Jodhpur is a convenient 1.5 hour flight from Delhi. To be specific, you barely spend any time traveling at all and would probably take less time getting to Jodhpur by flight than you would within the city. Trains run frequently to and from Jodhpur, although frequently delayed. It’s a long journey by road, but if you plan to cover Jaisalmer as well (approximately 5 hours drive from Jodhpur) then it’s worth driving down. (I took the train from Jodhpur to Jaisalmer. It wasn’t as convenient as I expected because its not a chair car and by the time it arrives in Jodhpur- usually delayed- the berths have usually been used once before.)
Where to stay:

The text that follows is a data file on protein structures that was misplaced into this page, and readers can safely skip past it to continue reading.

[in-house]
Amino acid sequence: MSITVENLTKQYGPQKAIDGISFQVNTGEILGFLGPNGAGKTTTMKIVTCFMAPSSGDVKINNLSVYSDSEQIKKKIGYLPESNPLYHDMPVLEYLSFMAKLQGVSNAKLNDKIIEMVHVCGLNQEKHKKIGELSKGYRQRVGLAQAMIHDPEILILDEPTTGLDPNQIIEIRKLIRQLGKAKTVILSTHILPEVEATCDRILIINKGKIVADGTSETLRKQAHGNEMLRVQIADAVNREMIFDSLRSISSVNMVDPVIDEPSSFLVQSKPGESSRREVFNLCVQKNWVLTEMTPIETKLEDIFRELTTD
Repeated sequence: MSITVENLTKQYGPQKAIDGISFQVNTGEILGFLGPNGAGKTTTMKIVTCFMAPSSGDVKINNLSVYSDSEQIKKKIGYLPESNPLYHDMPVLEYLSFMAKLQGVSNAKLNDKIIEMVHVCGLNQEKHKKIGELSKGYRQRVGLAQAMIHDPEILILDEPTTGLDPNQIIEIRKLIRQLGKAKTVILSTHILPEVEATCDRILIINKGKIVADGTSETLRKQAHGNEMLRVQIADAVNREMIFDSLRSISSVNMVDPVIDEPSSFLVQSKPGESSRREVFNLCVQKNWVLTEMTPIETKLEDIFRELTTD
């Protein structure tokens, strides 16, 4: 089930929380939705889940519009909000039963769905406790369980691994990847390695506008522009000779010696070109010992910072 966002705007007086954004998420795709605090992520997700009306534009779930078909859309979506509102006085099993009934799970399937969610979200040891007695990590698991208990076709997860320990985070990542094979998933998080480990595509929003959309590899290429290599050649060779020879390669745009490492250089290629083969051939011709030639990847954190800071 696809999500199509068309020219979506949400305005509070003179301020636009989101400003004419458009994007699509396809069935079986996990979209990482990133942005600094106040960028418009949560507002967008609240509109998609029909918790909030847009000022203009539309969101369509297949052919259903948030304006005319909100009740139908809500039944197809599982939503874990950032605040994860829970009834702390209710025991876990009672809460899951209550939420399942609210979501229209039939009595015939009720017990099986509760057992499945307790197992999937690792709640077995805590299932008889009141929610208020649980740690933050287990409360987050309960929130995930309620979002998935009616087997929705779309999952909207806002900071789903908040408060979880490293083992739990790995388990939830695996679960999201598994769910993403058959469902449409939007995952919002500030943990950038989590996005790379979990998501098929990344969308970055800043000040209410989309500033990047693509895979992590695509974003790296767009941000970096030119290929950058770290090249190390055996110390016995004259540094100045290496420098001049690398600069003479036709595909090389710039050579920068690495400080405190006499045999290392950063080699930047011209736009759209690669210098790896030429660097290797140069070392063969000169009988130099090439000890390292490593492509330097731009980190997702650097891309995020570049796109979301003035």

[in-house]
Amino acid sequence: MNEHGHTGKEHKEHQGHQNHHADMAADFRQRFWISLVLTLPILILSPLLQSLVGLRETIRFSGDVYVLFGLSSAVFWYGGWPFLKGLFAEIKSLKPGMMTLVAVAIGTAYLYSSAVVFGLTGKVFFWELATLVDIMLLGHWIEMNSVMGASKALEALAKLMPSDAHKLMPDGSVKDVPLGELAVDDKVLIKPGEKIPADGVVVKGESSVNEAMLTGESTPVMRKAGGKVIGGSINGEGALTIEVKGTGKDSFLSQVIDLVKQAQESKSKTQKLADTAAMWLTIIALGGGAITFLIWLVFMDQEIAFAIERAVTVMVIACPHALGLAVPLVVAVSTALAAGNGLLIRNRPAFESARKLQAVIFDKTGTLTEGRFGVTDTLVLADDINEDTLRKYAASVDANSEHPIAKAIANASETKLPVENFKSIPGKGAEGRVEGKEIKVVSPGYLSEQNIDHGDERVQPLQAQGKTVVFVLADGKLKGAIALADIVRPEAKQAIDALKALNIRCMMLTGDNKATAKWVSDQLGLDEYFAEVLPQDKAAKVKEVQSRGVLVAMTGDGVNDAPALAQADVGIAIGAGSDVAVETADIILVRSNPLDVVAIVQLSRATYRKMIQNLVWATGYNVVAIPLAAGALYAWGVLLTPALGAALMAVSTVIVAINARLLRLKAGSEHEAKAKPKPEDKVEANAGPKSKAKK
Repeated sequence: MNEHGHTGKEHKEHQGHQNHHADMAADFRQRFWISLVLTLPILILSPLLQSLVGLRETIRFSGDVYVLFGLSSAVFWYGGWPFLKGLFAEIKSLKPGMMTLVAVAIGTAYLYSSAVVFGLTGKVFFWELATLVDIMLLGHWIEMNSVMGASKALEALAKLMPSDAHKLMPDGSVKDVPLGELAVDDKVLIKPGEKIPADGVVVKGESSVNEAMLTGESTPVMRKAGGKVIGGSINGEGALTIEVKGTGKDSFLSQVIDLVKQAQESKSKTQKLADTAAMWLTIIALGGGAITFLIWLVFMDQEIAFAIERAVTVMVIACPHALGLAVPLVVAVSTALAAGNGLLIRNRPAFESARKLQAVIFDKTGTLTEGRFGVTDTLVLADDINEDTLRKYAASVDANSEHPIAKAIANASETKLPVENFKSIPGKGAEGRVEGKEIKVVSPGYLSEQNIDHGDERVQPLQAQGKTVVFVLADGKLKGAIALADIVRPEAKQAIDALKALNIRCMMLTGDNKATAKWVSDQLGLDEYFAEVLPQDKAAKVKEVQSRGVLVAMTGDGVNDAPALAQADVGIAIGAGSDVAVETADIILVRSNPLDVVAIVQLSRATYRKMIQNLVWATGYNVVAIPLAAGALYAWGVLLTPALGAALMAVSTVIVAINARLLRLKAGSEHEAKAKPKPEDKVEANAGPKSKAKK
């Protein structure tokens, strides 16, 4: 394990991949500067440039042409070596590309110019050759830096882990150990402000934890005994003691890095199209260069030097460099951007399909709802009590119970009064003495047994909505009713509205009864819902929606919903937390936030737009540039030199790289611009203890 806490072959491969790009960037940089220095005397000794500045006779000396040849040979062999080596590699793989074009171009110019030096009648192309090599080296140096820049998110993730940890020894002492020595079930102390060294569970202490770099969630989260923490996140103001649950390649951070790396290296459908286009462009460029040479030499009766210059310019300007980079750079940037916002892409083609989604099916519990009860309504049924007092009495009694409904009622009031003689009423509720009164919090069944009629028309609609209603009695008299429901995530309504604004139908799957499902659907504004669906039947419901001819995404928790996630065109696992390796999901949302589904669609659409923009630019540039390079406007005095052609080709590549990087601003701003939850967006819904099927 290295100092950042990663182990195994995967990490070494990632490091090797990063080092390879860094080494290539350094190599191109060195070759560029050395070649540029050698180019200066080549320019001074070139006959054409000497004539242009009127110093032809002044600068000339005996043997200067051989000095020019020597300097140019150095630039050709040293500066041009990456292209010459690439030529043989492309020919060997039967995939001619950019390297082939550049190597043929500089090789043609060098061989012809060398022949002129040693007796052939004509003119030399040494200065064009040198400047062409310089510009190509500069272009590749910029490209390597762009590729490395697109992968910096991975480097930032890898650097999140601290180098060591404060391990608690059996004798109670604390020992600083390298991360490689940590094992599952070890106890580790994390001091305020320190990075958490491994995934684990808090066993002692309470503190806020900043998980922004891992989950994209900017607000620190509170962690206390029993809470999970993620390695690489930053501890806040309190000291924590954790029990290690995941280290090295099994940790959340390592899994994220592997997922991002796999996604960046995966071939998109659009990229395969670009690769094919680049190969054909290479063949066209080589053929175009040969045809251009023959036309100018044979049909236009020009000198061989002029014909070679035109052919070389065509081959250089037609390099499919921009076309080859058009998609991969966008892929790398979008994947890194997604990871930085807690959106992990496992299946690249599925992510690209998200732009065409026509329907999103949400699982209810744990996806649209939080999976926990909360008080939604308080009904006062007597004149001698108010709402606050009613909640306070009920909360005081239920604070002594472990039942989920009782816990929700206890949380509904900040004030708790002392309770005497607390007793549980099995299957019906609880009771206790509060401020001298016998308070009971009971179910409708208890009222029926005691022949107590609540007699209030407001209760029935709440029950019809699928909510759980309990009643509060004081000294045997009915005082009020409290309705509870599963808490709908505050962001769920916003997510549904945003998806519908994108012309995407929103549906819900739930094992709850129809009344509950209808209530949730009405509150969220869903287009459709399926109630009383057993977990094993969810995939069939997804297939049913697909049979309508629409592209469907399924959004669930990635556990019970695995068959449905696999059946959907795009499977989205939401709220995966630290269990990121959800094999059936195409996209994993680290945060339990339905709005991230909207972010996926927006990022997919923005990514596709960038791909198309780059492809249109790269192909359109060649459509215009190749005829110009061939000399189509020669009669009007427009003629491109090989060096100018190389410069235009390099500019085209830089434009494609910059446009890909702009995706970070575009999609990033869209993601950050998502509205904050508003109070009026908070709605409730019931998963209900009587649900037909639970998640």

Jodhpur welcomes a lot of international travellers, who choose one of two types of accommodations: youth hostels or luxury accommodations, and so, stay options are mostly divided among these two choices, most of which are in the “old city” area next to the Bawri or “Jhalra” as the locals call it. Among these youth hostels are Zostel, Stop Hostel, The Kothi Heritage (this one isn’t a youth hostel but isn’t too heavy on the pocket), Moustache, the beautiful HosteLaVie and Madpackers. For a luxurious experience, you’ll find Raas- a tastefully created luxury hotel that shares a wall with the Mehrangarh Fort. It comes with a touch of Rajasthani influence, a spectacular view of the lit-up fort in the evenings and a stay-in experience for those who are willing to shell out on a hotel experience that comes with fort-style decor meets contemporary art. Among these through-the-roof luxury experiences is Umaid Bhawan Palace, a feast for the eyes and world’s #1 hotel on TripAdvisor for many years straight- reflected, aptly, in its prices. Vivanta Hari Mahal and WelcomHotel are others that fall within the 20k per night category. Pratap Niwas Palace Hotel is a heritage resort on the outskirts of Jodhpur and is operated by Club Mahindra. The only drawback is its distance from the city, at an approximate 10 kilometres, making cabs to and from the resort relatively expensive.